Startups

QuadSAT Uses Drones to Test European Earth Station Antennas

QuadSAT said this morning that it partnered with the European Space Agency’s ESOC mission control center to run a drone-based measurement campaign of 13- and 15-meter European antennas at Kiruna Earth Station. The Danish startup says this is the first time anyone has used a drone to measure a 15-m. antenna and run tracking tests on it.

QuadSAT said this morning that it partnered with ESA’s ESOC mission control center to run a drone-based measurement campaign of 13- and 15-meter European antennas at Kiruna Earth Station. The Danish startup says that this represents the first time anyone has used a drone to measure a 15m antenna and run tracking tests on it. 

The tech

QuadSAT has fitted drones with a radiofrequency (RF) payload and integrated the stack with bespoke automation/measurement software. The company’s quadcopters fly in front of an antenna, scans the entire area in a lawn-mower fashion, and generate “a heatmap of the entire performance of the antenna,” CEO Joakim Espeland told Payload last fall.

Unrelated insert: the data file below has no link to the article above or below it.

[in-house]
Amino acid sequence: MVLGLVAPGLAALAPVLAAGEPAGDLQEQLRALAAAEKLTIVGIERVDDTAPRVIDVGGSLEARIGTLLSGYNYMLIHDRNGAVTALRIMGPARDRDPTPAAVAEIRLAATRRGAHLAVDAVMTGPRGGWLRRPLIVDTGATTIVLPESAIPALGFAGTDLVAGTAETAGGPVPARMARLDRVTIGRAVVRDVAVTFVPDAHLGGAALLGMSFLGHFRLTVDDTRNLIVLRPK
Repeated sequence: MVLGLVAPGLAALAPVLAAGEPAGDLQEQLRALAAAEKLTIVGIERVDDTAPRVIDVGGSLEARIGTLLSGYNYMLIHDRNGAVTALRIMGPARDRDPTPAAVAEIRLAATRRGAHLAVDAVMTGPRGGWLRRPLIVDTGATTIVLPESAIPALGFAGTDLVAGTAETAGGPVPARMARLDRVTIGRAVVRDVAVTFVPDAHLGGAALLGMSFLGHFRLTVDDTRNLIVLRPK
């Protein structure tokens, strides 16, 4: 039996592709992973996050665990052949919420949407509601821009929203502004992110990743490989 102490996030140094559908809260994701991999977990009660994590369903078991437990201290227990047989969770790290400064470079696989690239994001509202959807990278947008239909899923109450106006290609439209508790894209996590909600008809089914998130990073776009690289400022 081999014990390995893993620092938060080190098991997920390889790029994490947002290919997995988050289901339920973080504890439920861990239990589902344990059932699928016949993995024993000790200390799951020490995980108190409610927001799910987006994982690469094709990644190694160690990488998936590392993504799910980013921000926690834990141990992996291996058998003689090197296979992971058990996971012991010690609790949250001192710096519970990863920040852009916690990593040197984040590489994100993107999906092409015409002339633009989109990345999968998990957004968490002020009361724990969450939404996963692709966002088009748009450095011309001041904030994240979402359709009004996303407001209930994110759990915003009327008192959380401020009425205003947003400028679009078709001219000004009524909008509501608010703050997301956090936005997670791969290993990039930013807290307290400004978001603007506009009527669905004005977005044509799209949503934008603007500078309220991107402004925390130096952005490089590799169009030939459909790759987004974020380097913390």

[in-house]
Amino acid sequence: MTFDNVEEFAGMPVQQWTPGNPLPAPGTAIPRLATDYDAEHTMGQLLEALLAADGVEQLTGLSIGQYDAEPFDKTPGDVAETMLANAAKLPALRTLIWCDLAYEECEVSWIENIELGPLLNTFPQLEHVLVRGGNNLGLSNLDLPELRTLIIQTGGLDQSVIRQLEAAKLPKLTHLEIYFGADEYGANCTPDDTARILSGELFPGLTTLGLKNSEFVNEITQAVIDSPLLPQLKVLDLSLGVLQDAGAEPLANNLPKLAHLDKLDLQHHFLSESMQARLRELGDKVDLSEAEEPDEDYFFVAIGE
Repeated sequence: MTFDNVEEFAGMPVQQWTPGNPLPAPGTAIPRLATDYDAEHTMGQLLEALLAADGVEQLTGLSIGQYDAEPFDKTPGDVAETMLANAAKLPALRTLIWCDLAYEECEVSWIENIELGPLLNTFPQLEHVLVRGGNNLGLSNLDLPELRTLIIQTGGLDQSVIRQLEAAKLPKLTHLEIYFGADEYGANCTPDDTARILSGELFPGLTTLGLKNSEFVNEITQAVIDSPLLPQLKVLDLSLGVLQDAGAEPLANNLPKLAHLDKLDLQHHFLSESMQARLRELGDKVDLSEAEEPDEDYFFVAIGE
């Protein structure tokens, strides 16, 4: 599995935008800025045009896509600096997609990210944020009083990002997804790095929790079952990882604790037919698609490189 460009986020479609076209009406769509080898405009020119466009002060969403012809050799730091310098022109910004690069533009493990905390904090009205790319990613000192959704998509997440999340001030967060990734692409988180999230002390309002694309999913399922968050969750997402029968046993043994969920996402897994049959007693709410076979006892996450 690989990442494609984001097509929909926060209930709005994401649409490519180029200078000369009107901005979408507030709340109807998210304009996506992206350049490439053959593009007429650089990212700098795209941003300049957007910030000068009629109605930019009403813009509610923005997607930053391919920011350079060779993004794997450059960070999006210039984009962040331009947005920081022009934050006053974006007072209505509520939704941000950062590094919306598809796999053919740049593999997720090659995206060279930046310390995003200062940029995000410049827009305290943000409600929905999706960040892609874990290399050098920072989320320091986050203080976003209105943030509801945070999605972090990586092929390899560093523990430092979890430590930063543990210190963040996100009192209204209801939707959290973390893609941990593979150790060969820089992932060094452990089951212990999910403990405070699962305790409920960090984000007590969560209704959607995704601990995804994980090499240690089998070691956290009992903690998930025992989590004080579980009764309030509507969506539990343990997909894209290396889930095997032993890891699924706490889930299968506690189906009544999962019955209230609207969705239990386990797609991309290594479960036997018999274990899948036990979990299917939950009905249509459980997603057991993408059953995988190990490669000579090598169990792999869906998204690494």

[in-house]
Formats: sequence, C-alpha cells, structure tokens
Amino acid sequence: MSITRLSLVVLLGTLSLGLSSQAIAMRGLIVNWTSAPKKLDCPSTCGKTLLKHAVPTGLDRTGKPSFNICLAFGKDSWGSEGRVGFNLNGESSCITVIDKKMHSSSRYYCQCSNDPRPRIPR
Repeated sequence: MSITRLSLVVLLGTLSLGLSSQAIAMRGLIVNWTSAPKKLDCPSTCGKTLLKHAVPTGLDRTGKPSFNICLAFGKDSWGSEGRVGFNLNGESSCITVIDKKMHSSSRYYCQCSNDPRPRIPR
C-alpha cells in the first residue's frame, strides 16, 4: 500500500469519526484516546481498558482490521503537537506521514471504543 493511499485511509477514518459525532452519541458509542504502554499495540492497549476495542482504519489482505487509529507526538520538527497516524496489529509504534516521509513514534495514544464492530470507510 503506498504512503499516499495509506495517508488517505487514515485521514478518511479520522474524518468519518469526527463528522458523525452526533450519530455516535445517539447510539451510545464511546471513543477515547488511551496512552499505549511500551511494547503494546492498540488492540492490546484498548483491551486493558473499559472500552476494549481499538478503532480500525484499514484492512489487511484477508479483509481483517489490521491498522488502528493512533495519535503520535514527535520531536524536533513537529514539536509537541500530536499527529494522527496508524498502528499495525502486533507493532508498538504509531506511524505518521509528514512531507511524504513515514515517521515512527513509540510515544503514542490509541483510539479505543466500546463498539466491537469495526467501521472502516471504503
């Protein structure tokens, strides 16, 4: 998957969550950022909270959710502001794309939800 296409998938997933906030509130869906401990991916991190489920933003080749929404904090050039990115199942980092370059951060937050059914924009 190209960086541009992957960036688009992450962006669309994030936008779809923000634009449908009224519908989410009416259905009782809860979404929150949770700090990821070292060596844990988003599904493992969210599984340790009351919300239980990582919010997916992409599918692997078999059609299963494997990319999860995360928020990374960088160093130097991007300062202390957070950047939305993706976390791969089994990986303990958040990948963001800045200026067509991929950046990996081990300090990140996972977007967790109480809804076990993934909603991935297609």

• The idea is to simulate on-orbit testing of antennas. 
  • But…by using drones rather than space assets for antenna diagnostics and calibration, operators could theoretically minimize downtime and the opportunity costs of using a satellite for ground segment testing. 

Target markets

While the startup eventually envisions using flying robots to inspect all manner of critical infrastructure, it’s first focused on the satellite industry, where the economics are most favorable.

“The highest value per measurement comes from large antennas,” Espeland said. “What I really want to do…is make drones just another tool in the toolbag for satellite technicians and antenna engineers.” 

ESA’s take: In a statement, Piermario Besso, head of the ESA’s antenna and infrastructure section, said: “The QuadSAT system has the potential to revolutionize satellite antenna testing and measurement, especially as it has now proven its ability to test large antennas.” The system will help improve QA and reliability, Besso added. 

The endgame: Espeland hopes that ideally, at scale, QuadSAT will “bring down the price per measurement so much that it would be negligent not to measure an antenna whenever a technician visited.”

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